The evening meal was in progress, and the devil had already prompted Judas, the son of Simon Iscariot, to betray Jesus. Jesus knew that the Father had put all things under his power, and that he had come from God and was returning to God; so he got up from the meal, took off his outer clothing, and wrapped a towel around his waist. After that, he poured water into a basin and began to wash his disciples’ feet, drying them with the towel that was wrapped around him. He came to Simon Peter, who said to him, “Lord, are you going to wash my feet?” Jesus replied, “You do not realize now what I am doing, but later you will understand.” “No,” said Peter, “you shall never wash my feet.”Jesus answered, “Unless I wash you, you have no part with me.” “Then, Lord,” Simon Peter replied, “not just my feet but my hands and my head as well!” Jesus answered, “Those who have had a bath need only to wash their feet; their whole body is clean. And you are clean, though not every one of you.” For he knew who was going to betray him,and that was why he said not every one was clean.
When he had finished washing their feet, he put on his clothes and returned to his place. “Do you understand what I have done for you?” he asked them. “You call me ‘Teacher’ and ‘Lord,’ and rightly so, for that is what I am. Now that I, your Lord and Teacher, have washed your feet, you also should wash one another’s feet. I have set you an example that you should do as I have done for you. Very truly I tell you, no servant is greater than his master, nor is a messenger greater than the one who sent him. Now that you know these things, you will be blessed if you do them.
Then from an ancient mediaeval cupboard in the sacristy in which he had been hidden and bound, stepped forth the one who would represent the Christ on his last journey in Jerusalem. Covered with a hood so as not to be recognised by anyone, and so as not to take any pride and glory to himself for enacting, this terrible part, Castiglione’s cross-bearer, chained, with a crown of thorns on his head knelt before the high priest – the parish priest had now become Caiaphas – and then the mob, the relentless mob and the Roman army thrust the cross (weighing 100 kilos I am informed) onto the man – “Ecce Homo” – kissed by Judas.
And so the procession weaved its away out of the church and up and down the often incredibly steep streets of this fabled town transformed into that Jerusalem of two thousand plus years ago and lit only by torchlight and the myriad stars which came out in a night sky that seemed absolutely cosmic. A chorus of girls and women intoned Passionist hymns, the Roman centurions drummed their obsessive loud funereal beats, and the sound, the awful sound of the chains of Christ dragging on the stones, and all this witnessed by the population which was largely local – no coachloads of tourists for this event which is an intense act of Christian devotion peculiar to this part of Garfagnana and which dates back centuries.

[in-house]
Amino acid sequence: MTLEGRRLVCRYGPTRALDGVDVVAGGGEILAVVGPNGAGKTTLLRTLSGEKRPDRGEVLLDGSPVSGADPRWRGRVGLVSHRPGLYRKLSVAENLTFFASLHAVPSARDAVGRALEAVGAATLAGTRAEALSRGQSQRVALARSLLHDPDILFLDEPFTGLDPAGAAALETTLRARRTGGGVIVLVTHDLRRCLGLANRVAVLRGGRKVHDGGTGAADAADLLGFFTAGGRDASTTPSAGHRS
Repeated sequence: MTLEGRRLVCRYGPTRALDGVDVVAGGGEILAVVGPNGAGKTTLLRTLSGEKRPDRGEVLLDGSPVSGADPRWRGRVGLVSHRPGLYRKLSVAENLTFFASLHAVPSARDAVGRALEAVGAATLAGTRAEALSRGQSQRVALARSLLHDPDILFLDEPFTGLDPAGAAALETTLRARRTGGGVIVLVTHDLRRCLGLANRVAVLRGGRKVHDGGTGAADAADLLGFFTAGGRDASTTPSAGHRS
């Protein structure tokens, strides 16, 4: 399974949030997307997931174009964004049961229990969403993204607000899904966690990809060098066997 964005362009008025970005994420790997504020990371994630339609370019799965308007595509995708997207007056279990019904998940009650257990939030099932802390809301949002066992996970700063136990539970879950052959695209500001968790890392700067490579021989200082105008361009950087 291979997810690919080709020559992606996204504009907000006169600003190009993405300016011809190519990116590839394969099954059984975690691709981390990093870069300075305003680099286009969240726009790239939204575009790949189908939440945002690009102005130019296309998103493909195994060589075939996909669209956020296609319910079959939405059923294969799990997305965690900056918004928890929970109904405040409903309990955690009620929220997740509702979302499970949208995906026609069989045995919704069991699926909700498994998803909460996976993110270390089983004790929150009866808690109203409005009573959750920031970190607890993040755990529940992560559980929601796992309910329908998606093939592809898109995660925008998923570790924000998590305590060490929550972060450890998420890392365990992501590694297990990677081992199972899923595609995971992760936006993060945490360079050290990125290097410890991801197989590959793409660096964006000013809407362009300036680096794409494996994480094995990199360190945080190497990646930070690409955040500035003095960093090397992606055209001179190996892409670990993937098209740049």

And so equally the centuries were wiped away and, more than any Mel Gibson or Zeffirelli film we were transported there, to the passion of our Lord Jesus Christ in a way that no other means could have ever taken us.
And as I write this on Good Friday, listening to Bach’s own Passion, so many more things mean so much more to me that no more words can possibly come out to describe what I feel.
And, again, we shall never know who enacted the part of Christ that evening at Castiglione di Garfagnana. Like Saint Peter who felt he was not worthy enough to be crucified the same way as Jesus but decided to be nailed upside down to the Cross, so that local inhabitant of Castiglione, like all those who preceeded him in this timeless ceremony through the ages, would remain anonimous lest pride should exalt his humiliation of acting the part of Jesus.
(Several Photographs by Courtesy of Alexandra Pettitt)
And we could not tear away the thought that at that moment there were hundreds of innocent victims in Belgium who were suffering the pains of their own crucifixion at the hands of mindless, indifferent humans (if such they could be termed) just as it happened over two thousand years ago and just as it was enacted before our very eyes in a remote fortified town in the heartland of the mountains of the Garfagnana in northern Tuscany.